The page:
As already suggested above, the time periods spent in the various sleep stages change as the night proceeds. While non-REM-2 sleep may only last anywhere from 10 to 25 minutes during the first sleep cycle, non- REM 2 sleep – relatively light sleep with fewer recuperative qualities – , grows longer in later sleep cycles as the night advances. On the other hand, the most restorative non-REM-3 deep sleep stages are longer in earlier sleep cycles and become shorter in later sleep cycles, collectively amounting to a total of 1-2 hours per night. The first stage of REM sleep does not occur before you have slept for almost 90 minutes and may just last only ten minutes or so, but each further REM stage becomes longer and can eventually last up to an hour as sleep progresses. In short, as the night advances, the non-REM sleep episodes within the 90 minute sleep cycles get shorter, and the REM sleep episodes get longer.
As non-REM-3 deep sleep phases and the REM stages are the most restorative sleep episodes, and as their duration changes with each new sleep cycle during the course of the night, your best bet to get an adequate amount of sleep in both these most crucial phases is to allow yourself enough time to sleep.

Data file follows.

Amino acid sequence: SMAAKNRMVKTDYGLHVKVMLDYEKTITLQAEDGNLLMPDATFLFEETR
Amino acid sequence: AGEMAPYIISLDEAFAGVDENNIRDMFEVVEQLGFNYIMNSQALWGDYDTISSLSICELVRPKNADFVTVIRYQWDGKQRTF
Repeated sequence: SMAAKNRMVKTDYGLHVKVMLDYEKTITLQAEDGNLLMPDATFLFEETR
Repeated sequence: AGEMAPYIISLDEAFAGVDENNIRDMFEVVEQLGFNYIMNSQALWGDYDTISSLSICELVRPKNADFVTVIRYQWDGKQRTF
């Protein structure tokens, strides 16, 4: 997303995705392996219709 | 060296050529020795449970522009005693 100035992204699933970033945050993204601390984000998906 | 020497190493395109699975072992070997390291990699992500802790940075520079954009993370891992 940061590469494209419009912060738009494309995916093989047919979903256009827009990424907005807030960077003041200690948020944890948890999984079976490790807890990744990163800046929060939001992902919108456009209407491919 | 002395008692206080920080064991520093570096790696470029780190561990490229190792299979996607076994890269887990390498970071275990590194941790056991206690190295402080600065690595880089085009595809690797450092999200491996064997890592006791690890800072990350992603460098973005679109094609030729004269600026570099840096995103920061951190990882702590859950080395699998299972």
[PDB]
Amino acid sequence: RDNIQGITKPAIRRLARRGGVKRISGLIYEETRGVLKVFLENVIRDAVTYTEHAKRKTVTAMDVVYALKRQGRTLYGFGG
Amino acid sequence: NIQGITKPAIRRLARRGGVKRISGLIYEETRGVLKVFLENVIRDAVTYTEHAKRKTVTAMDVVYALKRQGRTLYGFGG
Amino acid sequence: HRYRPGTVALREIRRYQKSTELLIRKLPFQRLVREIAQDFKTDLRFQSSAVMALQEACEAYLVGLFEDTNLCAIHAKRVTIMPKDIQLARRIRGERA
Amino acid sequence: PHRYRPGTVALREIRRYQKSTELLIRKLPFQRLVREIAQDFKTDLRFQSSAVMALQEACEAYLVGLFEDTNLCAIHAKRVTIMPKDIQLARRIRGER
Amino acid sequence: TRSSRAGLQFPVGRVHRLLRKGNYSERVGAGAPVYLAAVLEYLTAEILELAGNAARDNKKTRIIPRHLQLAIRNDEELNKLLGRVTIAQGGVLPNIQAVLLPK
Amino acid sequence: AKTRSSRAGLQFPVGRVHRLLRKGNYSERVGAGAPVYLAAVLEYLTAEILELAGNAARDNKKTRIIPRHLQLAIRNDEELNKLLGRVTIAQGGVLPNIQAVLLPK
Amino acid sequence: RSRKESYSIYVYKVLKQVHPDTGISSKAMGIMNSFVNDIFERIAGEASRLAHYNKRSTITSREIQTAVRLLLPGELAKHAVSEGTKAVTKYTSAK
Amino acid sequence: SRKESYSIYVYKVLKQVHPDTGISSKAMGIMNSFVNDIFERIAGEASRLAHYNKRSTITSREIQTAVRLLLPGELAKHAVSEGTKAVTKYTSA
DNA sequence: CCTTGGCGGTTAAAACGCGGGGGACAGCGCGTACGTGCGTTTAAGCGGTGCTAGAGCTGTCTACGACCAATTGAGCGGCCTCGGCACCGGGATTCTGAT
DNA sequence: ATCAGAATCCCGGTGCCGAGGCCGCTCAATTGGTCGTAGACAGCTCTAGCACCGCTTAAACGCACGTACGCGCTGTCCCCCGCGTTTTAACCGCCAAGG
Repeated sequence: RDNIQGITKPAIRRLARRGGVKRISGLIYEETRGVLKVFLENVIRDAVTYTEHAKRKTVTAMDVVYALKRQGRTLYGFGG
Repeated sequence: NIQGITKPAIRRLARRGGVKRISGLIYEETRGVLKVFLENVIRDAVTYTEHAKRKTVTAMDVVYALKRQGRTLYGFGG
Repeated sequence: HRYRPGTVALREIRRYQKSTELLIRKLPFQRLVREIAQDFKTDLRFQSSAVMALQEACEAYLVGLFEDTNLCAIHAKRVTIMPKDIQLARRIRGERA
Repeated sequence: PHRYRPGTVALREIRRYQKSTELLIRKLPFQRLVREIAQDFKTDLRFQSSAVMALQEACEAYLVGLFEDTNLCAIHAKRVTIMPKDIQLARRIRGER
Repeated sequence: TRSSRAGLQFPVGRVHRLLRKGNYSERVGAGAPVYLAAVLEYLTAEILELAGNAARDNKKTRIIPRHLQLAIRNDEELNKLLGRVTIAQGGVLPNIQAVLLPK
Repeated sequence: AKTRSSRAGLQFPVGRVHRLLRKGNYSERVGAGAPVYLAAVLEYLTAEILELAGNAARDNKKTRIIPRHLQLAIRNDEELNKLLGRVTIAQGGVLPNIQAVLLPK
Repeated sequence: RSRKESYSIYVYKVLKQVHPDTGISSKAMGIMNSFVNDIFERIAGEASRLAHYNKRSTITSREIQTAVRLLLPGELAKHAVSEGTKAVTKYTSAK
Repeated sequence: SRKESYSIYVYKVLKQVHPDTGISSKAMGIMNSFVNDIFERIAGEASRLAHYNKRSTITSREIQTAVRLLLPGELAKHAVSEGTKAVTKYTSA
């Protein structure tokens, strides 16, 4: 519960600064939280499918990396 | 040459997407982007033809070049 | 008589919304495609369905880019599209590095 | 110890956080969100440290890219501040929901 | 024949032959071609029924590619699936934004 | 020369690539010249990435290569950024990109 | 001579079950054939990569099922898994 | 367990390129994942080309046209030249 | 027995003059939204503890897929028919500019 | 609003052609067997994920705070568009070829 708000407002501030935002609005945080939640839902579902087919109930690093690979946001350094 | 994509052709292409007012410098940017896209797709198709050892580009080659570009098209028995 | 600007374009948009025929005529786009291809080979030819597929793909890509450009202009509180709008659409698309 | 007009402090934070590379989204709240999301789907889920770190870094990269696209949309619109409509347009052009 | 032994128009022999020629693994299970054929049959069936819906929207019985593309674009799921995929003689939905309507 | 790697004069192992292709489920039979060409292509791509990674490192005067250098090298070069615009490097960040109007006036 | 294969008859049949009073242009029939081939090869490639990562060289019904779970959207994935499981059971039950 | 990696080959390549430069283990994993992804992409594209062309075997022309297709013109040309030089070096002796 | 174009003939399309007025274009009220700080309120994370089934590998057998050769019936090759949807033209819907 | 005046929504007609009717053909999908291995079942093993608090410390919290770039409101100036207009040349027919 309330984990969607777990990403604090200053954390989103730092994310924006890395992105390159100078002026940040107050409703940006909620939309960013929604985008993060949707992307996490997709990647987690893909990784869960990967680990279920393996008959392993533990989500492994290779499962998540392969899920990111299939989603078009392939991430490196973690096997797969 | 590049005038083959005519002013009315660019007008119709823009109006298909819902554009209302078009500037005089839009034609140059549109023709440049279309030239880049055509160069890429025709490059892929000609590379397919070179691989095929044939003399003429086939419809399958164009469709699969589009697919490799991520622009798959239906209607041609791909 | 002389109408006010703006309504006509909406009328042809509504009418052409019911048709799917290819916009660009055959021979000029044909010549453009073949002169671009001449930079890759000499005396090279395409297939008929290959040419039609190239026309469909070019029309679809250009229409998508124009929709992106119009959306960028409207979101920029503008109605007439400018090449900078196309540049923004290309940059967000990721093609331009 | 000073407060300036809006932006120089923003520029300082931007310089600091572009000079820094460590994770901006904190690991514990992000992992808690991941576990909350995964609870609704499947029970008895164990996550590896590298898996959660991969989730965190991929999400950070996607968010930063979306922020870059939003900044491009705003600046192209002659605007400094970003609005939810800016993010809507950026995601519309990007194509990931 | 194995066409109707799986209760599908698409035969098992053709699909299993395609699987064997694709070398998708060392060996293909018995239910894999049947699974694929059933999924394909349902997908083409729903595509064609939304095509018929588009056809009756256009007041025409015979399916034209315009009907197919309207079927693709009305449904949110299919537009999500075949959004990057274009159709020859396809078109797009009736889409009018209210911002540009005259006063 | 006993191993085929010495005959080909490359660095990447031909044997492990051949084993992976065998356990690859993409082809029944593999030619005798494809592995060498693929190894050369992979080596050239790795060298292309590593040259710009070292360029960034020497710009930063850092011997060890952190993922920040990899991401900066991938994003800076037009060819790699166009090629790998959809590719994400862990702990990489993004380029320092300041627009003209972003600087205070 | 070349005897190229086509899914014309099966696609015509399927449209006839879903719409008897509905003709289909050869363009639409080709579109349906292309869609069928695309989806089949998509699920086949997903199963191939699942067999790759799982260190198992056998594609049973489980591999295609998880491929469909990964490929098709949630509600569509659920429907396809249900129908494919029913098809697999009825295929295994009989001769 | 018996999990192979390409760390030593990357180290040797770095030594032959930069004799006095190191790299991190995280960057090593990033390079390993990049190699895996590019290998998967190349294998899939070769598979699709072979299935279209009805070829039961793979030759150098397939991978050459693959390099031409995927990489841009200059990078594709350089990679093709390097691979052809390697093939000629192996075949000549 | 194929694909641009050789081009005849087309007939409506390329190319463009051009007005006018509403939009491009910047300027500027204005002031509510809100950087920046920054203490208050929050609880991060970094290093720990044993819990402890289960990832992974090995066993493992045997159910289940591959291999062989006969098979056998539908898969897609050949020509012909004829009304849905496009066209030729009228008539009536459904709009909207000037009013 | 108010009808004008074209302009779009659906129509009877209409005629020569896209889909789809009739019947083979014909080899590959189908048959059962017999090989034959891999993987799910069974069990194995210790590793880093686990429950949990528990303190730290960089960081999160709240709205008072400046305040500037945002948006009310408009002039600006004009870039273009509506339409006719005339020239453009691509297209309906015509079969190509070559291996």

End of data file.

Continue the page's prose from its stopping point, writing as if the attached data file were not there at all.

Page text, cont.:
For optimum muscle growth it is vitally important to get 7-9 hours of sleep per night; in fact, getting less than adequate sleep, muscle mass even decreases. The less sleep we get, the less anabolic hormones are released. If you just sleep half of the recommended time, only half of the anabolic hormones are released, and it should not come as a surprise that this will negatively affect your muscles’ recuperation, the replenishment of muscle glycogen, your physical, mental and emotional health and well-being.
Most of the HGH that the body secretes is released during non-REM-3 deep sleep, with the biggest spike occurring during the very first non- REM-3 stage about 70 to 120 minutes after having fallen asleep. HGH release also occurs 4-5 more times during later deep sleep stages. If you go to bed long past midnight, growth hormone and IGF-1 release will still peak in the initial non-REM-3 stages, but as these occur during the second half of the night they won’t reach the levels they normally would have, if you had gone to bed earlier and had gotten a full night’s sleep.